All Hail the Road Crew

I’ve always been very appreciative and respectful of the crew on tour. A road crew for a big rock and roll production is divided into various teams.
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I’ve always been very appreciative and respectful of the crew on tour. A road crew for a big rock and roll production is divided into various teams. A stage manager, a production manager, and a tour manager direct these teams to make sure the sound crew, lighting crew, truck and bus drivers, limo drivers, pilots, electricians, carpenters, and all band personnel work together to make the show happen each night in a different city.

The lighting team includes riggers and spotlight operators, plus a lighting designer who runs the light show. They are the first into the hall to wire the lights onto the trusses and “fly” them over the stage before anything else can be set up. A video crew operates cameras and runs films. The stage crew handles setup of the stage itself—including carpet, risers, and power. The sound crew handles the P.A. system, front of house sound, and monitors. Backstage, there’s a production team that advances the next show and a tour accountant who settles the money and deals with the tour’s operating costs—including providing per diem funds for the band and crew. A catering staff provides three meals a day for the entire crew, including dinner and after-show food for the band.

Then there are the techs who handle our instruments before, during, and after the show. Many famous guitar players have their techs switch amp channels, hit pedals, and even route their signals to different amps—all the while tuning a guitar for the next song in the show. I’ve always preferred to do the sonic changes myself, instead of being tied to the same tones every night, but I can see the advantages of having a tech script out and handle the guitar sounds for guitarists who run all around the stage.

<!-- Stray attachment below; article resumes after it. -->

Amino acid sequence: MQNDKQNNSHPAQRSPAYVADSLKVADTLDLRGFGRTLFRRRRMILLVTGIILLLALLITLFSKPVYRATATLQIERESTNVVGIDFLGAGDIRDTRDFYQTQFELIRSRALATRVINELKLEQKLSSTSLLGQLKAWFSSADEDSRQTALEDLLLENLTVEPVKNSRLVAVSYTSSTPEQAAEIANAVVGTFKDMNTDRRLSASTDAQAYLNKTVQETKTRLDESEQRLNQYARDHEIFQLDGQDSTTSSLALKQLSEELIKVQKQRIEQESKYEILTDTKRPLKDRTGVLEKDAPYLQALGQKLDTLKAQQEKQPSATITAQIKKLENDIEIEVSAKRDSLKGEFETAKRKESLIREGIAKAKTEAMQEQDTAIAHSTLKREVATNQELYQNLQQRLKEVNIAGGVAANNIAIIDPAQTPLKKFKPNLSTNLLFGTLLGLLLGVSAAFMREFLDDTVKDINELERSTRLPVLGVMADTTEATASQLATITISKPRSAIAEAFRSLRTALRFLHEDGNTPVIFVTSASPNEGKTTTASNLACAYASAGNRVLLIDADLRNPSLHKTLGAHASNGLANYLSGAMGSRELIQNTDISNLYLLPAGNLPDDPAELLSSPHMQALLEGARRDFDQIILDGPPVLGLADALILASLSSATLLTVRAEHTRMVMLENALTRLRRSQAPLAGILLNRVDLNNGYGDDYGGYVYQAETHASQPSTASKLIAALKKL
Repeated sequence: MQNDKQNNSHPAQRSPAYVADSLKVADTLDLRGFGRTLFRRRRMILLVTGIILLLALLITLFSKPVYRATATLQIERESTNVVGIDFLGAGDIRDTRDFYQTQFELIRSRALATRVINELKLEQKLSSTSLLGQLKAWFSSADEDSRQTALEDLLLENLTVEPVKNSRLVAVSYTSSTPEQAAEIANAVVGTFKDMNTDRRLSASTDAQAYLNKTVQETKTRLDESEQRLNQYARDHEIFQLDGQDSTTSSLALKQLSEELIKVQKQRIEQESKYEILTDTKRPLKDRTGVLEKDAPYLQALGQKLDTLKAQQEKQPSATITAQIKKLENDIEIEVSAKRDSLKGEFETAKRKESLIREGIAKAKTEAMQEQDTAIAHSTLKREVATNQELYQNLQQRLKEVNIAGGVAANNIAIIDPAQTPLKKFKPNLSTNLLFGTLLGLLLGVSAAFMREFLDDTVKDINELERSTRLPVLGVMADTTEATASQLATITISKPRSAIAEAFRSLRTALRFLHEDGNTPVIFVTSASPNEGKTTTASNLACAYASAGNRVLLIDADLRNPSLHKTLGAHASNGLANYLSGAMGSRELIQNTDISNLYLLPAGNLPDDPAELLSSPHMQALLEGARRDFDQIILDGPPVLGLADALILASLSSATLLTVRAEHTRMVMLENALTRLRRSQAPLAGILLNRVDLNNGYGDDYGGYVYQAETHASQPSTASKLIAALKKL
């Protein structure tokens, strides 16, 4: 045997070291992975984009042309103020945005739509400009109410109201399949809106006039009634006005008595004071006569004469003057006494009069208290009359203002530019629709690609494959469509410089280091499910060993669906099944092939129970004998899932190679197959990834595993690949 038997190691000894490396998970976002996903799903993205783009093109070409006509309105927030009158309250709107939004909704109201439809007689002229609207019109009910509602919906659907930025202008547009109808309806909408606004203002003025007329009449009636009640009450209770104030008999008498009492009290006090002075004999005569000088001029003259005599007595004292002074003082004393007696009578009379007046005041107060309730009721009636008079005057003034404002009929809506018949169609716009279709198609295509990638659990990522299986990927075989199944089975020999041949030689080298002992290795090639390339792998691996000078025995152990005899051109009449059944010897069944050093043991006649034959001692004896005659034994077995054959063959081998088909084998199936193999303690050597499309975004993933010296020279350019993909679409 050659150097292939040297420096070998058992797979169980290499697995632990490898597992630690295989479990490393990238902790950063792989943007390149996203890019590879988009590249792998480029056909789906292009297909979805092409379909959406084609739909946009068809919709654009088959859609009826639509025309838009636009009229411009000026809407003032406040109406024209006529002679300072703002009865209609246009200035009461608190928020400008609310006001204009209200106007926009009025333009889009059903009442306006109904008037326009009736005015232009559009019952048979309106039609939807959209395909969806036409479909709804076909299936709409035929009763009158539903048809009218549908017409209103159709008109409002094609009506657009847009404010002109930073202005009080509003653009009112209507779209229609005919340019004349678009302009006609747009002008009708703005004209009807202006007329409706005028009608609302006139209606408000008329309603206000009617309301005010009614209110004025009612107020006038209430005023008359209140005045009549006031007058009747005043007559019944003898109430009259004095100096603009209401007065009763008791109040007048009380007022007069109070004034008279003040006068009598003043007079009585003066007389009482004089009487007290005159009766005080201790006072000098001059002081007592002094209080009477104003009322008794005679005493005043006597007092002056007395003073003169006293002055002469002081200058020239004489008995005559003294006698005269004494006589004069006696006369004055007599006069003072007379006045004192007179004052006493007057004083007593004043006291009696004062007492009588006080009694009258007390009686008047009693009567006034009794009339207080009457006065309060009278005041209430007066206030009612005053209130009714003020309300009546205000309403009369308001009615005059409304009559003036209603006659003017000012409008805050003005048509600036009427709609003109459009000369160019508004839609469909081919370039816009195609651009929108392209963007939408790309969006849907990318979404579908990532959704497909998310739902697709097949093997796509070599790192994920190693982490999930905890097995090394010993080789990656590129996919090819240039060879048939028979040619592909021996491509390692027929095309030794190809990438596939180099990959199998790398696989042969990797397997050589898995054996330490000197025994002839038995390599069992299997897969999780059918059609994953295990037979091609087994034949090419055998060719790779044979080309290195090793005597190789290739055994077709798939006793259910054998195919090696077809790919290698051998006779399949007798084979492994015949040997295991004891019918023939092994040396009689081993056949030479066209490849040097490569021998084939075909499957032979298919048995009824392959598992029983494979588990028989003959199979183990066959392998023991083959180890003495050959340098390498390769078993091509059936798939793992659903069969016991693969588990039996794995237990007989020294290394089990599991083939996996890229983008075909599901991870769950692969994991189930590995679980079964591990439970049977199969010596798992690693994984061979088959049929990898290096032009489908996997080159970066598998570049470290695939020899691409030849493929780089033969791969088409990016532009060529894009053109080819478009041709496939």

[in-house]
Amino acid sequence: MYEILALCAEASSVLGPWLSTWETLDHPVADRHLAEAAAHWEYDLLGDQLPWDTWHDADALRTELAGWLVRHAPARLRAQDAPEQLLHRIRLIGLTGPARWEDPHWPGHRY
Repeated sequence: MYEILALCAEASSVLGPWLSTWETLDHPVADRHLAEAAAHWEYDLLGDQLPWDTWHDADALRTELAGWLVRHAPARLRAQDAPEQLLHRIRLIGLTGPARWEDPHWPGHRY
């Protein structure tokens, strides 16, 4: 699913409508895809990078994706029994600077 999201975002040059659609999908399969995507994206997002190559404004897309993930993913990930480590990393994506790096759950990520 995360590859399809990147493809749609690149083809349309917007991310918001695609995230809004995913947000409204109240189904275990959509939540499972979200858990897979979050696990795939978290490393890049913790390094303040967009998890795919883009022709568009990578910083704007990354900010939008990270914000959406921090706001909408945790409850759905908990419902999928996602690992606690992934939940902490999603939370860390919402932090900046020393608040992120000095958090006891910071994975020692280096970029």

A big production with semi trucks, busses, and a sizeable crew can run upwards of $80,000 a day. On a smaller tour, like with my own three-piece group, the crew is stripped down to two or three people, but it works much the same way a big tour works. Everyone has a specific responsibility to ensure a great show each night. As the tour rolls on, the efficiency of the crew tightens up, allowing me to focus on how to present the music at the highest artistic and entertainment level.

As we rely on house sound systems, we don’t need a crew to construct a huge P.A. system every night—just a front of house mixer who can also handle monitors. The guitar tech also takes care of the bass rig and helps set up the drums. The tour manager can direct the venue’s contractually provided loaders to move the gear and uncase it. The tour manager can double as our “merchandise engineer,” as well as handle the accounting at the end of the show, and then advance the next show.

A good crew pulls off a show like clockwork. They’re problem solvers who know music and gear and can fix anything and everything from a bad tube or cable to a bus breakdown. The show will go on!

Carl Verheyen is a crtically acclaimed, Grammy-nominated guitarist, vocalist, songwriter, arranger, producer, clinician, educator, and tone master with 12 CDs, two live DVDs, and two books released worldwide.

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